Your browser is not supported

To use our site, we recommend using the latest versions of Chrome, Firefox, Safari or Edge

Get Help

A Sicilian seaside city

Filled with Arabian domes and Baroque splendour, the Sicilian capital is all about romance. Palermo holidays offer the chance to wander around faded palaces and mosaic-lined churches, graze on delicious street food, and discover some of Sicily’s incredible coastline.

In a prime position between Italy and Africa, the city has been occupied by Greeks, Phoenicians, Romans, Arabs, and Spanish (among others) over the centuries – and all have left their mark. As one of Europe’s largest historic centres, Palermo has a cluster of fantastic sights that couples and families who like history and architecture will love exploring, including the beautiful Palatine Chapel, the Norman (or Royal) Palace and the Teatro Massimo – Europe’s third largest opera house.

It’s not just about sightseeing, however: days in the city can simply be spent relaxing in pavement cafés, soaking up the vibrant street life and feasting on tasty snacks. For an intoxicating combination of sights, street food and the Sicilian way of life, holidays to Palermo are hard to beat.

Explore our map of Palermo

Your Palermo questions, answered

You’ll have an amazing city break if you choose to only visit Palermo, but the capital is also a wonderful springboard from which to visit other parts of Sicily.
Fabulous beaches nearby include Aspra, a curve of pale sand that’s just outside the city, and Mondello, a long, white-sanded beach about 12 kilometres to the north.
Palermo is a year-round destination. It’s busiest in the height of summer when tourists pile into the small capital city, but in the winter there’s still plenty to do. In fact, many of the concerts in the elaborate opera house only take place in the cooler months. From April to June and September to November, you’ll still find warm temperatures but there are fewer visitors, the perfect time for exploring the maze of streets without the need to jostle for room.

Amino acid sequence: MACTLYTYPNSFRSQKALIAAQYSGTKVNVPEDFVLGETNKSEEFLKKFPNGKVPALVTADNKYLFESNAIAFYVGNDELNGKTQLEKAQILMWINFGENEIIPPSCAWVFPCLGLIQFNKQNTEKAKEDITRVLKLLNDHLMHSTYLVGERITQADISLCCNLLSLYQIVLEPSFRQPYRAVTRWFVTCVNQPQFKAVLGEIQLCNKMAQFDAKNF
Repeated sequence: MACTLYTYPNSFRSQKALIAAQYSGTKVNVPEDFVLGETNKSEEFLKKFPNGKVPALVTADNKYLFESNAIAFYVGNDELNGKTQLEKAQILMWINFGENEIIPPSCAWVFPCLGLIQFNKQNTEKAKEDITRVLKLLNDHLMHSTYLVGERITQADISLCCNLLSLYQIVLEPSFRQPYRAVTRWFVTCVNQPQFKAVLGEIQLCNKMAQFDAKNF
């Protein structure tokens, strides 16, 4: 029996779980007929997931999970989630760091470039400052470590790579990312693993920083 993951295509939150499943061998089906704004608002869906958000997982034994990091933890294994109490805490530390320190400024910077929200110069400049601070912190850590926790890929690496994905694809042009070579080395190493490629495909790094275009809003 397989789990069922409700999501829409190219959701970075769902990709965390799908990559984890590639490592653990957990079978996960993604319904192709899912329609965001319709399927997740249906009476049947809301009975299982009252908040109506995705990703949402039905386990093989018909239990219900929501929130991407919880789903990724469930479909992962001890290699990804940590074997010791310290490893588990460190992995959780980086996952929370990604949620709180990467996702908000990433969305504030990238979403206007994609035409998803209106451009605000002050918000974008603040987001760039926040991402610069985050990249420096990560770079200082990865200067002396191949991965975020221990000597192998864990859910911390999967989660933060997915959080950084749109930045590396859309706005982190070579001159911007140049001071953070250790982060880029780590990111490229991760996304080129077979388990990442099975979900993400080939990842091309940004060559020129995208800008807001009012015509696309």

Palermo is a great destination for shopping: as well as big-name designer shops, you’ll find places selling colourful ceramics and locally made puppets, and there are various markets to explore.
Palermo brings together everything you love about Italy. It’s a lively, elaborate blend of history, architecture, food and wine. Many of the buildings are UNESCO World Heritage Sites and you could take weeks to explore all the corners of this city. The Teatro Massimo opera house is one of the largest in Europe and it’s worth trying to take in a concert there. The Capuchin Catacombs are an extraordinary and macabre attraction, with over 8,000 corpses lining the walls. On a lighter note, you might find a marionette theatre with a traditional puppet show.
Raucous and lively. While there aren’t many dedicated nightclubs, this is the sort of place where you can be in a bar that inadvertently becomes a dance party and spills out onto the street. The old town has the most romantic bars in alleys packed with tourists in the summer. Stylish bars – and restaurants offering something other than Italian food – are in the Liberta area. This is where the locals go for a cocktail. You should head up to the beach at Mondello to find the real party scene, with clubs that keep going until the sun comes up.
Absolutely. All Italian restaurants welcome children and it’s common to see multiple generations eating together. Entertaining kids is easy here, too. Many of the museums in ancient palaces are built around garden courtyards, so there’s immediate space to run around after viewing exhibits. Older children may enjoy the gruesome atmosphere of the Catacombs, too. You’ll come across puppet shows all around the old town and you don’t need to know Italian to follow these. For outside spaces, there are huge botanical gardens – and, of course, the beach is only a short distance away.
Holidays to Palermo can be a real bargain, especially if you book outside the summer season. There are hotels to suit all budgets and tastes and, if you stick to traditional family-run Italian restaurants, you won’t need to spend a fortune. Many of the museums are free or cost very little to enter. Buses to surrounding areas are not at all expensive. Much of the entertainment here comes from people-watching so, if you’re looking for a seriously cheap holiday, just pick a cafe and enjoy delicious Italian food while checking out the passers-by.
It’s just over an hour and a half by car between Palermo and Marsala, a relatively undiscovered coastal city. Hire a car to take a day trip to this beautiful little town with its grand piazzas and ornate architecture.